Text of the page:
Last weekend, in Chicago, Reginald Gildersleeve tried to rob a local grocery store wearing a ski mask and a replica gun when he was shot and killed by a concealed carry holder. His family said that they’re “surprised” that Gildersleeve, a convicted felon, would try to commit a robbery. Robbery was one of the convictions on his rap sheet. Gildersleeve’s niece also said that the law-abiding citizen who acted in self-defense didn’t have to shoot him multiple times (via Chicago Sun-Times) [emphasis mine]:
Reginald Gildersleeve, 55, was wearing a mask at about 7 p.m. Saturday when he announced he was robbing Agencia Mexicana at 2701 W. 51st in Gage Park, police said.
Gildersleeve was holding the replica gun when he got into a confrontation with a 44-year-old customer speaking with a store employee, police said. The customer shot Gildersleeve, a convicted felon.
Detectives notified prosecutors about the shooting, but police did not seek charges against the customer, said Anthony Guglielmi, a spokesman for the Chicago Police Department.
“It was clearly a case of self-defense,” he said.
A niece, Lacreasha Williams, apologized on behalf of her family for Gildersleeve’s attempted robbery, but she said his relatives still question why he was killed.
“Could you shoot him in the arm or leg? Did you have to shoot him multiple times? You didn’t have to kill him,” she said.
He had a lengthy criminal record that included convictions for robbery, forgery, burglary and drug trafficking, according to court records. He was scheduled to appear in court next week on a trespassing charge.
You never aim for the arm or the leg. Even law enforcement isn’t trained in that manner for one simple purpose: they’re low probability shots and increase the likelihood on innocent bystanders being hit. You aim for the torso, which is the widest part of the body. The Washington Post noted that out of the several shots that entered Mr. Gildersleeve, one entered his chest. Yet, the majority of the Post’s article on this incident, and that of the Associated Press, revolved around discrediting carry rights.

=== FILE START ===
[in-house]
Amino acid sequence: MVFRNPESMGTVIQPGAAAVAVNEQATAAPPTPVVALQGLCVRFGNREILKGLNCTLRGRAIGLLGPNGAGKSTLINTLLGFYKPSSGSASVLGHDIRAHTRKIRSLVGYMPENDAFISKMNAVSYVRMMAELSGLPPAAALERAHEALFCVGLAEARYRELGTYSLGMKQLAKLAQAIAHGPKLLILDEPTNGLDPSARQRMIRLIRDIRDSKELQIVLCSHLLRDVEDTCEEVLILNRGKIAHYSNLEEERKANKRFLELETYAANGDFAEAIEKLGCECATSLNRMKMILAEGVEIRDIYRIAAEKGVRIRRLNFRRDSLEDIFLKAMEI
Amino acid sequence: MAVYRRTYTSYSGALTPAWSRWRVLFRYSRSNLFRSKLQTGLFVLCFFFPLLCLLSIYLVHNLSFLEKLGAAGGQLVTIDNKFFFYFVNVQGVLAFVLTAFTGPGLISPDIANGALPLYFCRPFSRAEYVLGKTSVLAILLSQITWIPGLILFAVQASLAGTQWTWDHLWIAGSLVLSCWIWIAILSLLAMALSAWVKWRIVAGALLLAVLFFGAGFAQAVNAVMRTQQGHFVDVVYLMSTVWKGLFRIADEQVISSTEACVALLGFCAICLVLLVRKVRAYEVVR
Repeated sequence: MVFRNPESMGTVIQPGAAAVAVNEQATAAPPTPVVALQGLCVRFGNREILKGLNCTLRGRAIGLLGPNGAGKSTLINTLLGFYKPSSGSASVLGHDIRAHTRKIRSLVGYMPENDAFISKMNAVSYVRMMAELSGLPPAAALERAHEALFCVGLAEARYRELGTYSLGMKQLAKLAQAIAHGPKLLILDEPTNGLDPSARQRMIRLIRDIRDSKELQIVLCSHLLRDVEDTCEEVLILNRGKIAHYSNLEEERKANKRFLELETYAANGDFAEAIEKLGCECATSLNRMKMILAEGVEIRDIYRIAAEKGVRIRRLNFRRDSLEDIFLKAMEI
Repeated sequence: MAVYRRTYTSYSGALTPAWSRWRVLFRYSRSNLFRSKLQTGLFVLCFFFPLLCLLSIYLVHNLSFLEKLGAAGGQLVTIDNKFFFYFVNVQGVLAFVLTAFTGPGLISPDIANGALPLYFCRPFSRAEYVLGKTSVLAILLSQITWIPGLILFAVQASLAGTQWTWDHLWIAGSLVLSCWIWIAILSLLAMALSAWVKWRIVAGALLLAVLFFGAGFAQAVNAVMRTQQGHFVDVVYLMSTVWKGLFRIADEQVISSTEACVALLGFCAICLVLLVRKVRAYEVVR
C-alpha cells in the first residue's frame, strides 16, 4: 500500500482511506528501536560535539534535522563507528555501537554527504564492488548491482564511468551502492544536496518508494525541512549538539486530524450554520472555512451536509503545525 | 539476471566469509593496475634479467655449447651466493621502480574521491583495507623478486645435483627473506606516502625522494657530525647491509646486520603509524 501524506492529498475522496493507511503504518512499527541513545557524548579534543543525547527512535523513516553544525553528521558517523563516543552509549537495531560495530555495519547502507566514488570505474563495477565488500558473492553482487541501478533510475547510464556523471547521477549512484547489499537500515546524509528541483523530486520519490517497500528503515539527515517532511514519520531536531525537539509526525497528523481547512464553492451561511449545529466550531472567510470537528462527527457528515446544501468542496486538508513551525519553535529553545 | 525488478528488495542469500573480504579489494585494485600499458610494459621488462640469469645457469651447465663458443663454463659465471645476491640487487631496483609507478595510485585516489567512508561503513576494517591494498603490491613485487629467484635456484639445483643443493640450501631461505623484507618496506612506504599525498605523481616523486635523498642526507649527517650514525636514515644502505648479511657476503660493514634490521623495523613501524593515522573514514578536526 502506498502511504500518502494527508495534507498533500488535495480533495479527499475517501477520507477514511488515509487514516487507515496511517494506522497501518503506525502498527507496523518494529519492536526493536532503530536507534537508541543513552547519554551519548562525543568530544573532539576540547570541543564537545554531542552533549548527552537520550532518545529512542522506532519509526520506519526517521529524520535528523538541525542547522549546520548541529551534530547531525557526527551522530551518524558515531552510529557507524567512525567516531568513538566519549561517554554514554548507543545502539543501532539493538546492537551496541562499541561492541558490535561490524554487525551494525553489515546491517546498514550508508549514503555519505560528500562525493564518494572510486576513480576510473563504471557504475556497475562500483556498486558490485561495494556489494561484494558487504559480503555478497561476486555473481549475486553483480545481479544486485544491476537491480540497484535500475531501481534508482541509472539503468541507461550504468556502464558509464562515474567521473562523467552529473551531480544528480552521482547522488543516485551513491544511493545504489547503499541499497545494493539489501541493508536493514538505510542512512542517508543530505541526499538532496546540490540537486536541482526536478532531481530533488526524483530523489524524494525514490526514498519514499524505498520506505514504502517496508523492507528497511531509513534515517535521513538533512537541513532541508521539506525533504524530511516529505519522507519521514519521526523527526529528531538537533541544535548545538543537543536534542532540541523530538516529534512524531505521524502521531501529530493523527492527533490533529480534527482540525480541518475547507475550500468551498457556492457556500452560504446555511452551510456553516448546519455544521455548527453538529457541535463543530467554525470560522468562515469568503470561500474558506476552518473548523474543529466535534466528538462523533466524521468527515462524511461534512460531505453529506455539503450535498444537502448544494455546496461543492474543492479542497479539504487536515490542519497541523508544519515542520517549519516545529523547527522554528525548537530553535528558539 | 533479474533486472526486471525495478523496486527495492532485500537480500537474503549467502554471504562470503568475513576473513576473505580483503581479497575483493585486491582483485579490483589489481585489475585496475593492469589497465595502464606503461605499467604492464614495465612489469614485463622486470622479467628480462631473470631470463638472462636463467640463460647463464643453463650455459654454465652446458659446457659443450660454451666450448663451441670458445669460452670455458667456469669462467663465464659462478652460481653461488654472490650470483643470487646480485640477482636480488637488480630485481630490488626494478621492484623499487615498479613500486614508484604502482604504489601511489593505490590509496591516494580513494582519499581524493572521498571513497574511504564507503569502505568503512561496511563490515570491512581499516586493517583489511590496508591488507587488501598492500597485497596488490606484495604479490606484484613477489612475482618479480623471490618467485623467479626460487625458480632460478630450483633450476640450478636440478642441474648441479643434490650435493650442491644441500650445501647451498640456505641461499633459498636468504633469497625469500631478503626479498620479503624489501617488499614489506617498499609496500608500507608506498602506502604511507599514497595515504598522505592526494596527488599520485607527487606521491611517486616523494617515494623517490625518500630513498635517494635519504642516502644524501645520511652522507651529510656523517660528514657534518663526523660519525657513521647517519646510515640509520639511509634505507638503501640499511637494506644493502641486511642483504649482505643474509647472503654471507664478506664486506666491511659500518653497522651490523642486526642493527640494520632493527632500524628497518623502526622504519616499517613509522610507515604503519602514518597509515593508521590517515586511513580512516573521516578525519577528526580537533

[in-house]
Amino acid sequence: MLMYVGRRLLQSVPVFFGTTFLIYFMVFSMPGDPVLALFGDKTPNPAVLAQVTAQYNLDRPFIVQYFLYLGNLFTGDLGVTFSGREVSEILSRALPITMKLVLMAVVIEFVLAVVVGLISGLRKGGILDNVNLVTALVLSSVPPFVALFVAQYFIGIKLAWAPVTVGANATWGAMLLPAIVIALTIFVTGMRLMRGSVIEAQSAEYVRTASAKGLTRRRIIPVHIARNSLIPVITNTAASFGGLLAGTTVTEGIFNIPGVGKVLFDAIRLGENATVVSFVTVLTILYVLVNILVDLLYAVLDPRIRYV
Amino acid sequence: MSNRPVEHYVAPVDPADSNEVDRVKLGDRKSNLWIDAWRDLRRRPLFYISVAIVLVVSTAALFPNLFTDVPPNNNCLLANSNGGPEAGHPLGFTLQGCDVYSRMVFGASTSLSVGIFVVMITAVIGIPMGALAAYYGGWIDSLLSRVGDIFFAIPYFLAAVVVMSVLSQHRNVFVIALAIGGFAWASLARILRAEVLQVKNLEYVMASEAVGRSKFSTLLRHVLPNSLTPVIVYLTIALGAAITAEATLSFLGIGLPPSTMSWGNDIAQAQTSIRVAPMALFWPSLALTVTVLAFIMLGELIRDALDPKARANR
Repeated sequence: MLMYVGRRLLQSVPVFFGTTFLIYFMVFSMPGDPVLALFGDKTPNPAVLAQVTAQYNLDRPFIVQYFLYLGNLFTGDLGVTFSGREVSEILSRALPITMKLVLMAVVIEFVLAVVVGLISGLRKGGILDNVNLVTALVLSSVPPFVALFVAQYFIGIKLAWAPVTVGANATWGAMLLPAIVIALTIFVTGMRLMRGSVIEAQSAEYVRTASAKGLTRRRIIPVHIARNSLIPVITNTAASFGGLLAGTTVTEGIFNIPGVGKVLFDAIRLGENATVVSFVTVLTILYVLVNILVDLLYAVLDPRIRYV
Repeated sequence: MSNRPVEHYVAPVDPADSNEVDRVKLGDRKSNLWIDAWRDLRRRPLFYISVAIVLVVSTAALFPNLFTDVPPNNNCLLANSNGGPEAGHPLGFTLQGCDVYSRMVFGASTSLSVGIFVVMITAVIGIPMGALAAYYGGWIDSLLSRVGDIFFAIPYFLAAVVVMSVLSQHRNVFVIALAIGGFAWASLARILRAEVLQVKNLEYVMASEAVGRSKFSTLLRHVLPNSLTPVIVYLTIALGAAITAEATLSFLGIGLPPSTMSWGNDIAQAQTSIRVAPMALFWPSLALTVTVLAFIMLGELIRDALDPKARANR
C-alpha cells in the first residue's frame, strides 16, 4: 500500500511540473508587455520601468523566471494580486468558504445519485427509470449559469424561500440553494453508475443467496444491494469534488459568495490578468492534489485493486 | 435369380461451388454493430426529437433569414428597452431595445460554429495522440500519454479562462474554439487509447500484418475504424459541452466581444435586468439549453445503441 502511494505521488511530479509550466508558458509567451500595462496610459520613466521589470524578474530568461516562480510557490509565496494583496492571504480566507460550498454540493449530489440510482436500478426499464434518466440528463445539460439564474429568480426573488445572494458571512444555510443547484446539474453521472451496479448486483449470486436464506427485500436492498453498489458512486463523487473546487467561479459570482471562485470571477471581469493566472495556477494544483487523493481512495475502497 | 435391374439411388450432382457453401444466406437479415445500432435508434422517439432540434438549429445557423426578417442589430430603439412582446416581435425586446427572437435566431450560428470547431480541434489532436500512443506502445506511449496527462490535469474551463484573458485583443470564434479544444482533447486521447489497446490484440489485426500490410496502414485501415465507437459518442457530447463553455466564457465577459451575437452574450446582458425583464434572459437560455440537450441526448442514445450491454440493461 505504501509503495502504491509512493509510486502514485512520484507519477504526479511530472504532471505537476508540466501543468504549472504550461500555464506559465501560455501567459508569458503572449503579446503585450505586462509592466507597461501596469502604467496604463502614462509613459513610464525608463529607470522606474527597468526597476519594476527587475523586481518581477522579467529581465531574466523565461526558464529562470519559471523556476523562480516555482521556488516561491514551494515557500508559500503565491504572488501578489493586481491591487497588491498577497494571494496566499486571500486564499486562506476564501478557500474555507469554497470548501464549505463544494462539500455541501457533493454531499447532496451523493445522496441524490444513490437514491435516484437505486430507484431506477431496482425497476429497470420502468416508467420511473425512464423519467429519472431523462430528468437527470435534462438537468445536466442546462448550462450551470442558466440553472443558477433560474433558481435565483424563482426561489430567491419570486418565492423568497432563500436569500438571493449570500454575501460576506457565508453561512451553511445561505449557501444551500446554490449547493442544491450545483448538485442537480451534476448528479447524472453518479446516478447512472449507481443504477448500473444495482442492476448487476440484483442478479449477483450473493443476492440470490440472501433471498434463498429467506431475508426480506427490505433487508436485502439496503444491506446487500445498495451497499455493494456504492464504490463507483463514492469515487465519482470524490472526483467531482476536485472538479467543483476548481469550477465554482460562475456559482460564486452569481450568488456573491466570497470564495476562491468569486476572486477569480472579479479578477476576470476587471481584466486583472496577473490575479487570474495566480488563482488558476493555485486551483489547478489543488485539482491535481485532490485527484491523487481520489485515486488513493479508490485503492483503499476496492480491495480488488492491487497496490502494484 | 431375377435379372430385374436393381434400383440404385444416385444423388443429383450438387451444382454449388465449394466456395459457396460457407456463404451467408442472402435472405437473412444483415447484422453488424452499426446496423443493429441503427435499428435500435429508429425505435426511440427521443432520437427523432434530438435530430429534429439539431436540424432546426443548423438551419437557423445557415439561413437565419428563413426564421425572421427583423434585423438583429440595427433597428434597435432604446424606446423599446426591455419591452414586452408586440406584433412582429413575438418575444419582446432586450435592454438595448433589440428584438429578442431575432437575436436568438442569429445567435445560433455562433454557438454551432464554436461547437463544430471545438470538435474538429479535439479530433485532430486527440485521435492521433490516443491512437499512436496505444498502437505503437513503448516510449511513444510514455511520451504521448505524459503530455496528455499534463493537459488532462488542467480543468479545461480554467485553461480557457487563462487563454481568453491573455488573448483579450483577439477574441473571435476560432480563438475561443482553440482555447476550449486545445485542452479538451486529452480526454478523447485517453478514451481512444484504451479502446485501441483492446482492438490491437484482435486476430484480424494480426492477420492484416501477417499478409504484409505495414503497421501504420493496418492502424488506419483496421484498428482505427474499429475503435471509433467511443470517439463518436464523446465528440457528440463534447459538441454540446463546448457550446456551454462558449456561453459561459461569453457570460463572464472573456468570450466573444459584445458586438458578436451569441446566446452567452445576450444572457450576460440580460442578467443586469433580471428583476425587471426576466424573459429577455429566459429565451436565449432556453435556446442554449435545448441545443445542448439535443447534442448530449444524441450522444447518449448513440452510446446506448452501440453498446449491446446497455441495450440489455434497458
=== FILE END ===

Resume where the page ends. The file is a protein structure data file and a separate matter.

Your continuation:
Both articles cited the Michigan woman who was rightfully charged with reckless discharge of a firearm after she shot at shoplifters in the parking lot of a Home Depot in the Detroit-area. The woman took out one of the tires of their SUV as they fled and the suspects were arrested a week later, but she was in no immediate danger. It was not a defense of a third person situation. She could have called the police. There is this assumption in the media and anti-gun circles that concealed carry holders are always looking to shoot someone, or act in a law enforcement capacity. That’s patently false. Any concealed carry instructor is going to tell you that using your firearm is only for self-defense purposes after all other options have failed. Is running away one of those options? Absolutely. Anything you can do to leave the threatening situation and allow time to place a call to the police is what’s meant to be done. After all, concealed carry holders aren’t police officers. That being said, the vast majority of concealed carry holders are law-abiding, even more so than sworn police officers. The incident that transpired in Chicago was a case of self-defense of the permit holder and anyone else in the store that felt threatened.
Oh, and over the same weekend, the Windy City had another strong of shooting that left one dead and 22 wounded.